Heat Pumps: Barriers to Fuel-Switching and Some Success Stories
Nov 2, 2020
As a follow up to my previous article on advances in heat pump technology I wanted to find out what was new and why the adoption of heat pumps still remains pretty stagnant. I found that the things that are holding heat pumps back (and leaving immense decarbonization opportunities on the table) are less about technology and more about policy and education.
With the exception of a few states, the U.S. lacks policies that encourage heat pump adoption, and especially if it requires fuel-switching---from natural gas furnaces to electric heat pumps---in places where these resources are distributed from separate utilities.
Many customers are served by different gas and electric utilities and coordination among those utilities on fuel switching programs is exceedingly rare. But even among combined gas and electricity utilities, efficiency program budgets, design, and implementation are also often siloed and holistic approaches to carbon reduction are still rare. As ACEEE explains in their blog, "those silos are established by design and can be highly successful at reducing emissions", but in order to focus on lowering carbon, we will need solutions that encourage and incentivize fuel-switching.
California and New York are two states that stand out for their innovative initiatives in decarbonization that support fuel switching and heat pumps (source). ACEEE reports that “Con Edison recently announced a $1.5 billion initiative that triples its efficiency investments in 2025 and includes a focus on heat pump deployment.” Other supporting policies can be found in Colorado, Connecticut, Massachusetts, Maine, and New Jersey. Generally, the most ambitious states have changed their goals to be greenhouse gas reduction goals, which are fuel-neutral.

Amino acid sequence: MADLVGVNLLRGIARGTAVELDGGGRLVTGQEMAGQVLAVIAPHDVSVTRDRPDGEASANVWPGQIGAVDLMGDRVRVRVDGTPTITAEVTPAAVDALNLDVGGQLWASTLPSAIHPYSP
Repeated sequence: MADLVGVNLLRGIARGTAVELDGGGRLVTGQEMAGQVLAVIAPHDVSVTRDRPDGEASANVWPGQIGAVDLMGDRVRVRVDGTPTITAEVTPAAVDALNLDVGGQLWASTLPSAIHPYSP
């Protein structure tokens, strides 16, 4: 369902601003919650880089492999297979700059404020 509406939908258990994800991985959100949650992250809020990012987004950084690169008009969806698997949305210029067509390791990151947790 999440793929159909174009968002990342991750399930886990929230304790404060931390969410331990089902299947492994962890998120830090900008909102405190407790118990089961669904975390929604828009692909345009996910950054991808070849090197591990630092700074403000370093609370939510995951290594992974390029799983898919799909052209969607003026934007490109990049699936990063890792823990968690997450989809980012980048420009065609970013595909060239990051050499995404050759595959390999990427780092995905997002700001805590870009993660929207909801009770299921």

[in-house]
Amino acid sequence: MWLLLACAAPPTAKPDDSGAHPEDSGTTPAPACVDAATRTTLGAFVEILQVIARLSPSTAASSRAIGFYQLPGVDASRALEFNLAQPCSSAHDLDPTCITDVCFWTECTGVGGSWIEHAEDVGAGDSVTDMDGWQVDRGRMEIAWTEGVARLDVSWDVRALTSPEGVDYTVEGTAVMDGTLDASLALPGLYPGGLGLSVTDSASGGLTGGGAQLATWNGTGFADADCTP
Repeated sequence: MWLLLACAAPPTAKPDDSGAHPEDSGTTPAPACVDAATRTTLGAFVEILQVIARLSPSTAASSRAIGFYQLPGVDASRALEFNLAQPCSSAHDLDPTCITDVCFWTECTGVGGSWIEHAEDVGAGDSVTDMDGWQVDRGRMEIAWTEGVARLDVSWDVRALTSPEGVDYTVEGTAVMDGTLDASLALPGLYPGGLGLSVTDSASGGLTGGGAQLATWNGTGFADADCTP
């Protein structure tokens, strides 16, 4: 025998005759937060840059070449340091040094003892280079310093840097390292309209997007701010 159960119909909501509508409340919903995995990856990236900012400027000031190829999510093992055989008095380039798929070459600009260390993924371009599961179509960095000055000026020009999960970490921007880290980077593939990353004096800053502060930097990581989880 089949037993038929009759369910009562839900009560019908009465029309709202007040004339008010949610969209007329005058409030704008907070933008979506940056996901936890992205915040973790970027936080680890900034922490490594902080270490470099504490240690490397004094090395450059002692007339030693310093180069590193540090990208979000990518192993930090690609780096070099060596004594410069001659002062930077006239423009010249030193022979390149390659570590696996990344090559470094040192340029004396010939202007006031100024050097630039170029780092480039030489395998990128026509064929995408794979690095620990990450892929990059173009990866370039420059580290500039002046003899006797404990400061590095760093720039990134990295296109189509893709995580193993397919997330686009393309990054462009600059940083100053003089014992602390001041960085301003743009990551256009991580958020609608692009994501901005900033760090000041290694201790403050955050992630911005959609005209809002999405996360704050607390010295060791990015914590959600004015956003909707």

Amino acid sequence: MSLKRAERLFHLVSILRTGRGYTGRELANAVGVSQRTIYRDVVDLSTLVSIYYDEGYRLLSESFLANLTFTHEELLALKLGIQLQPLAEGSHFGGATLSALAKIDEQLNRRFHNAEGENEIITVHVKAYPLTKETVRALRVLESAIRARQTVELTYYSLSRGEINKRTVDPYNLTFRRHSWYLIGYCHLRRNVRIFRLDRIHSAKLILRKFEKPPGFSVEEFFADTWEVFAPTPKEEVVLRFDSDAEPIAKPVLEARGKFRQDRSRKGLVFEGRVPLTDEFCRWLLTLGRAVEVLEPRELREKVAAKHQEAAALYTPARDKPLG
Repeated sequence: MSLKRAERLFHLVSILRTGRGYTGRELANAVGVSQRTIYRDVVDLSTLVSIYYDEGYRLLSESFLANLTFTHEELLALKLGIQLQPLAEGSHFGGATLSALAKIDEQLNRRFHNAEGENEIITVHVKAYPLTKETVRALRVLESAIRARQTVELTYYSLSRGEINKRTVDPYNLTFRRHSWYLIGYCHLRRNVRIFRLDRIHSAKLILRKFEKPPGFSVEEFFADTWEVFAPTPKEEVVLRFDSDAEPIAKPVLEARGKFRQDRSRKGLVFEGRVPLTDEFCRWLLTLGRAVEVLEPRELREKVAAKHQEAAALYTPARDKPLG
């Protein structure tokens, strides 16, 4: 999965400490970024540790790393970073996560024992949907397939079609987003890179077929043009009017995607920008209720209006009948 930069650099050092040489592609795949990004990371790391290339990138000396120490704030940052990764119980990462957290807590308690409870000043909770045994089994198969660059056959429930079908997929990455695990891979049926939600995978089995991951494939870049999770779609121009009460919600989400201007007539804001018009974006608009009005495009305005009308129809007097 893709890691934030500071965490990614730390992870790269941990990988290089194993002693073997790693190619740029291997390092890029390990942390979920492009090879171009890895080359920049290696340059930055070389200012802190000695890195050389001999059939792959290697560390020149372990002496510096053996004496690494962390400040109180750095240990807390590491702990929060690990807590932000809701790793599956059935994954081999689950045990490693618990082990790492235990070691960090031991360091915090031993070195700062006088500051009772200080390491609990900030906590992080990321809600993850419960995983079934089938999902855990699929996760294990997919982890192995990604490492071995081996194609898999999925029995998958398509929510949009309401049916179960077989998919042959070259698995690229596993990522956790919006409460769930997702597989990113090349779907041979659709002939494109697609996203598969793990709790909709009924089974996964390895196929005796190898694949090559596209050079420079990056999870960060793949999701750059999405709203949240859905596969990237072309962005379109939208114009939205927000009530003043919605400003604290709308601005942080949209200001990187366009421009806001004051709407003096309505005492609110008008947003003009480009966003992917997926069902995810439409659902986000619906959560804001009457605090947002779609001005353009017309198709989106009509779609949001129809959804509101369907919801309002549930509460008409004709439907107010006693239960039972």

Education and Outreach
Contractors and installers are not convinced that heat pumps can work reliably, cost effectively, and efficiently in cold climates. This group seems to be one of the most prominent bottlenecks. In their defense, the first generation of heat pumps performed pretty poorly and had maintenance issues, so the initial products did not make a good first impression. A report from ACEEE also suggests conducting more field monitoring of heat pump performance so that performance metrics can be refined.
Installers also face issues with availability as not all distributors have the best equipment to ensure the success of cold climate heat pumps. According to Chris Cox*, Nexant Engineer and Energy Management instructor at Salt Lake City Community College, installers are not comfortable with heat pumps. The majority do not have technical certifications and sales teams are also not comfortable with selling heat pumps. “In our survey,” he said “most people thought they weren’t right for Utah due to the cold winters.” However, some research has shown that cold winters are not an issue.